THE USE of fog, generated by ultrasonic nebulizers, has become increasingly popular for the treatment of infants and children with a variety of pulmonary diseases. Recent studies in this laboratory have shown that while dogs tolerate exposure to ultrasonic aerosols for short periods of time (six hours),1 continuous exposure to aerosols generated from either distilled water or particularly from physiologic saline solution for 72 hours can result in severe pulmonary pathological findings.2
In order to further test the relative toxicity of chronic exposure to various solutions in nebulized form, the mouse, an animal noted for its susceptibility to changes in environment, was selected for the following experiments.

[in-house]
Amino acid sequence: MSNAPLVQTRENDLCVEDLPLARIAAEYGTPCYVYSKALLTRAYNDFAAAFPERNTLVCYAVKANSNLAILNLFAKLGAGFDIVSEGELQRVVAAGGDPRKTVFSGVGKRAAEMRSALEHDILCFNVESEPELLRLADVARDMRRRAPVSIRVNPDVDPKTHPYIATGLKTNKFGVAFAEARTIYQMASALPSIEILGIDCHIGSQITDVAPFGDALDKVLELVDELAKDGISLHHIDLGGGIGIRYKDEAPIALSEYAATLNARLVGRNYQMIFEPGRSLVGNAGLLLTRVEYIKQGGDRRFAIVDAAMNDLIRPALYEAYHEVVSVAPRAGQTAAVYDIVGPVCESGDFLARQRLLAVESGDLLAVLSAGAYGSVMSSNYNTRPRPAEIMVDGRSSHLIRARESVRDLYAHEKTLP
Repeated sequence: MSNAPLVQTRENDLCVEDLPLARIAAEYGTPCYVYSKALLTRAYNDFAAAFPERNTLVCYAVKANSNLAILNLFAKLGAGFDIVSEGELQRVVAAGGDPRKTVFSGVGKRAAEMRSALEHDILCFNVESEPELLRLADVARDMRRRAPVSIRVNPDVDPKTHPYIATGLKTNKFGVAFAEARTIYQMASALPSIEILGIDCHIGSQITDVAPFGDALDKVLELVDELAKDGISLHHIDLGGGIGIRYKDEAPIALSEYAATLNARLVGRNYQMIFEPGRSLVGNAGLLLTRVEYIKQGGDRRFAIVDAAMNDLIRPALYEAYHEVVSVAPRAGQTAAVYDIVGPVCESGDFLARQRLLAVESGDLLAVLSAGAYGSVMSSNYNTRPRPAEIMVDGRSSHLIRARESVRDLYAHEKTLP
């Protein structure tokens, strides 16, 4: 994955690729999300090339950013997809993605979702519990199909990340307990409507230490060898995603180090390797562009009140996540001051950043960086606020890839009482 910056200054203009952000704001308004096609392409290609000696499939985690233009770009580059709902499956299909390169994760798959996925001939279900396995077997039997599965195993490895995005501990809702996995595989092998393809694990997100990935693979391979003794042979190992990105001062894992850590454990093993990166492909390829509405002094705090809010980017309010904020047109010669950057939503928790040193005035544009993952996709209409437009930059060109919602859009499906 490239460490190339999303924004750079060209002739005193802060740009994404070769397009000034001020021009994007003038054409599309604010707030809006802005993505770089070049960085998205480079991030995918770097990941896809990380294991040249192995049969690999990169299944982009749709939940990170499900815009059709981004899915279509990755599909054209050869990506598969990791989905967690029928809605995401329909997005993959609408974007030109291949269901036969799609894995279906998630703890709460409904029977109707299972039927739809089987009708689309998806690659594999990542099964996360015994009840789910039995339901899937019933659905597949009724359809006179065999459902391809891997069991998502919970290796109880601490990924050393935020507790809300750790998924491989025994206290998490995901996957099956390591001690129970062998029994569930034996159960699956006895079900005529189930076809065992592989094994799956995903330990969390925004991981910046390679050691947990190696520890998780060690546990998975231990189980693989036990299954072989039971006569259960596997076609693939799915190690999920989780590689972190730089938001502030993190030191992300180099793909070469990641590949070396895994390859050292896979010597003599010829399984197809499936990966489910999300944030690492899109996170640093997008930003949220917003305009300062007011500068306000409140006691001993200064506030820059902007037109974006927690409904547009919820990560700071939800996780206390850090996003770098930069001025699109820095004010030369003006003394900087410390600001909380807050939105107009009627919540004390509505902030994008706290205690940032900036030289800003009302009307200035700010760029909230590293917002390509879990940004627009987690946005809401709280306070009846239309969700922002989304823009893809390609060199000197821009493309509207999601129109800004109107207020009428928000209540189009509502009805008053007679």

We divided 800 CBA white mice, averaging 22.6 gm in weight, into eight groups of 100 mice each for mortality studies.Aluminum chambers 2 × 3 × 2 feet with plexiglass windows were constructed for exposing these animals to aerosols
Modell JH, Smith BE, Williams HD, Weibley TC, Jalowayski A. Tolerance of Mice to Ultrasonic Aerosol Exposure. Am J Dis Child. 1968;115(3):322–327. doi:10.1001/archpedi.1968.02100010324004
Artificial Intelligence Resource Center
Customize your JAMA Network experience by selecting one or more topics from the list below.